The drab concrete of Boston City Hall can be as soul-sucking as a sunless day in January.

Boston City Councilor Annissa Essaibi George decided to brighten the walls of her new office with a splash of color. To be accurate, it was several gallons of "hot lips" pink paint from Benjamin Moore.

Essaibi George has a thing for "hot lips" pink. It is the color of the logo of her knitting store, the Stitch House on Dorchester Avenue. Last fall she deployed thousands of "hot lips" pink campaign signs in her successful bid for a City Council seat.


On inauguration day earlier this month, Essaibi George accessorized her black dress with pink high heels. The color just made sense when she was asked about a fresh coat of paint for her new office. "Why would you go boring and usual?" Essaibi George asked. "I happen to think my pink is cool."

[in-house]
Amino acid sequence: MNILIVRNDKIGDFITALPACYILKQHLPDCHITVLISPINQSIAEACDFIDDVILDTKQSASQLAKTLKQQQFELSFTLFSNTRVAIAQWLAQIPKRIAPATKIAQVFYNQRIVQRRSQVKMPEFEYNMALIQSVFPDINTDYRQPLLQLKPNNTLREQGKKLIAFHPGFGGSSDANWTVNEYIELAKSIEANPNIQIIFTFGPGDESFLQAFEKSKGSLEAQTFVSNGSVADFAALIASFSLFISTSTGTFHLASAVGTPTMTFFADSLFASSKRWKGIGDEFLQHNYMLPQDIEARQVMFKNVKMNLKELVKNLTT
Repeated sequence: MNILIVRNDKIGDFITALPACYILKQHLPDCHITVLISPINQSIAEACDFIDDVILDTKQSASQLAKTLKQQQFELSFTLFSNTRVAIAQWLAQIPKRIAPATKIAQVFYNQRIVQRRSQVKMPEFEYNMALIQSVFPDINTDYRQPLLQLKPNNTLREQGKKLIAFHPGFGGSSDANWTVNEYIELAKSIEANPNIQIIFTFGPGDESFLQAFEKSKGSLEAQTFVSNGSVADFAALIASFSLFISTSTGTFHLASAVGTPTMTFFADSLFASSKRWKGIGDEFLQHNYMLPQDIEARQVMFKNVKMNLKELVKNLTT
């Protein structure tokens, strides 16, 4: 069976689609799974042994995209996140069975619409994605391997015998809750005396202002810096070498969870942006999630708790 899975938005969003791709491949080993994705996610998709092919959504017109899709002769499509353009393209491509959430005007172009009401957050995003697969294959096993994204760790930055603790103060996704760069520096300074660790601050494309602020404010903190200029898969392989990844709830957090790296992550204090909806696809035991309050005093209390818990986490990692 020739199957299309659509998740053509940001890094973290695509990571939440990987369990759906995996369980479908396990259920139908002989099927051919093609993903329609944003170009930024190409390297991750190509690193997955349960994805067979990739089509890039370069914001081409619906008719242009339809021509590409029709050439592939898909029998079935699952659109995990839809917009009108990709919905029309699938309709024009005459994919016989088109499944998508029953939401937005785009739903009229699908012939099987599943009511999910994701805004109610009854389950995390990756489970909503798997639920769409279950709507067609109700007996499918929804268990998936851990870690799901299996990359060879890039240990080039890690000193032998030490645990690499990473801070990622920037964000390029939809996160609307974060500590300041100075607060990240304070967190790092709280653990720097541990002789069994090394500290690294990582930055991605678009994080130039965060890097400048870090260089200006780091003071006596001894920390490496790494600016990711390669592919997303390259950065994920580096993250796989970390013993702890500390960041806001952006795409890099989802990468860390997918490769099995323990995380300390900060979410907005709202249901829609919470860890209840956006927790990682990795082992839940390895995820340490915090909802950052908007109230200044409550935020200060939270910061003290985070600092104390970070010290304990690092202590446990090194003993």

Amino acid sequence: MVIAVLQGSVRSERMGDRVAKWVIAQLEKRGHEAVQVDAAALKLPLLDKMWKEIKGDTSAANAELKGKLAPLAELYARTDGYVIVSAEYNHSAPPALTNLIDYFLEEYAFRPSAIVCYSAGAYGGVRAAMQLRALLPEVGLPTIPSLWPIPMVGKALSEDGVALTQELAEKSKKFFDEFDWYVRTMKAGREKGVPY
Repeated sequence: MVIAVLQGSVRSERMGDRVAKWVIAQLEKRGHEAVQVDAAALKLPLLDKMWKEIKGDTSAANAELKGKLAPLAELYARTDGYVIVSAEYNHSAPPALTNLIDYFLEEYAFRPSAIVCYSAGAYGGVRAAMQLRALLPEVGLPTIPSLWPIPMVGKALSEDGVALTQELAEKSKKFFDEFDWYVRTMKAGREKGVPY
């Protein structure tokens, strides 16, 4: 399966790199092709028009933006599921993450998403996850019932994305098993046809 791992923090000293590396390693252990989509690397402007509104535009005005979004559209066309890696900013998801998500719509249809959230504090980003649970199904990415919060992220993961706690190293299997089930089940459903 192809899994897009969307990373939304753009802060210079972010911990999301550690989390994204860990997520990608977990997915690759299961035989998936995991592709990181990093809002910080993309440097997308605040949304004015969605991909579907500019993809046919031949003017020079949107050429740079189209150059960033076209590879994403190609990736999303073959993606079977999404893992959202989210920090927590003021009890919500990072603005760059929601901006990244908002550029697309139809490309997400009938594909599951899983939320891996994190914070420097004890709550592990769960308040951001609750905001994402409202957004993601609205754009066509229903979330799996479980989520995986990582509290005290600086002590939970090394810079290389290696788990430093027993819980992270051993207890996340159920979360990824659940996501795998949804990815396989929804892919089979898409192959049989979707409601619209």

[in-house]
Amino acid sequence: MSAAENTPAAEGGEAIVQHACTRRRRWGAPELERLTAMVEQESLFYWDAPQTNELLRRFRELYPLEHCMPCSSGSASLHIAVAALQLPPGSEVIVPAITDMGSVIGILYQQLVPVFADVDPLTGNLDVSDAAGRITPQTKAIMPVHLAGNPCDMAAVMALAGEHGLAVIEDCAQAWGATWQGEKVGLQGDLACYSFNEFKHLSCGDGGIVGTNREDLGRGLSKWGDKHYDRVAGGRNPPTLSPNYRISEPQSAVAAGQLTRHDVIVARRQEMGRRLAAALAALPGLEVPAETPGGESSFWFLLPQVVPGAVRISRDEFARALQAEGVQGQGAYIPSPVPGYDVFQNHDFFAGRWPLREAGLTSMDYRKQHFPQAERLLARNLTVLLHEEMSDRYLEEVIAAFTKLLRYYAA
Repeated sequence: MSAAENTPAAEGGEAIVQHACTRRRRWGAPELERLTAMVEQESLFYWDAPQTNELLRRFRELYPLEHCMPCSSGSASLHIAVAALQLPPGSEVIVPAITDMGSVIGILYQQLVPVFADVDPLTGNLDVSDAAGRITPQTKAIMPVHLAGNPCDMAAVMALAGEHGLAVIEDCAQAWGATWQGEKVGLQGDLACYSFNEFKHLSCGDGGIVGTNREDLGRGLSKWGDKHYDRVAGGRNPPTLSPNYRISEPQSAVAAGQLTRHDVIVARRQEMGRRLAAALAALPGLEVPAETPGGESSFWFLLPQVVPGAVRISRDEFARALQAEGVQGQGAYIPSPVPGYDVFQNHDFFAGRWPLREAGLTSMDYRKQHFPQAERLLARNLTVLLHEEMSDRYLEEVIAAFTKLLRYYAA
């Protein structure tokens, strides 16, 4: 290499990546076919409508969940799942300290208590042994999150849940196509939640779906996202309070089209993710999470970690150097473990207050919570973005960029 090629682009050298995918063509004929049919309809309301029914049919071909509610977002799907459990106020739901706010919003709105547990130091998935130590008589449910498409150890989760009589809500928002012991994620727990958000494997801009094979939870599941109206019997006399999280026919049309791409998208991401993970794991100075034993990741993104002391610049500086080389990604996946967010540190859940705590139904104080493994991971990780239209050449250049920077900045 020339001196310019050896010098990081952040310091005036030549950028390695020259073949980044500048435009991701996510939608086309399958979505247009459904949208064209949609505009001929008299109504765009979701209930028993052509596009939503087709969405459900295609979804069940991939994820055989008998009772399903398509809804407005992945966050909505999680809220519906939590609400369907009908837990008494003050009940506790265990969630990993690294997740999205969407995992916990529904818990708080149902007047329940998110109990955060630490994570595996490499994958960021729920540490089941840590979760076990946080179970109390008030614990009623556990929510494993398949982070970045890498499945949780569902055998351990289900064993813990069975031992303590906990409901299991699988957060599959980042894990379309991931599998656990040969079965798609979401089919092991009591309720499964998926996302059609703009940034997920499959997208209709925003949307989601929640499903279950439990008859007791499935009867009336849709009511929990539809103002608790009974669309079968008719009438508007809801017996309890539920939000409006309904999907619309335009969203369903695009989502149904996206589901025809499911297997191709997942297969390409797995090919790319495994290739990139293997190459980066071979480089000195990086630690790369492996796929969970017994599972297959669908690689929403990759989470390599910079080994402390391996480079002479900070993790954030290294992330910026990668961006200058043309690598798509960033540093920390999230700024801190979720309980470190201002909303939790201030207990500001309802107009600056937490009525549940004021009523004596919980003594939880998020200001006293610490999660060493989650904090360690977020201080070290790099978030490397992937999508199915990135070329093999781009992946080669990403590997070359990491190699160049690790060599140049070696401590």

Andrew Ryan

Teachers’ union pushes back

News that a business-backed coalition with ties to Governor Charlie Baker could spend up to $18 million on a campaign to increase the number of charter schools in Massachusetts drew a reaction from teachers' unions this week.

A strong one.

American Federation of Teachers Massachusetts president Tom Gosnell released a statement Tuesday calling the planned spending — which kicked off with direct mail to Democrat-controlled districts, including that of Senate President Stanley C. Rosenberg — "a downpayment on the over $100 million in public funding they could rob from our locally controlled public schools every single year."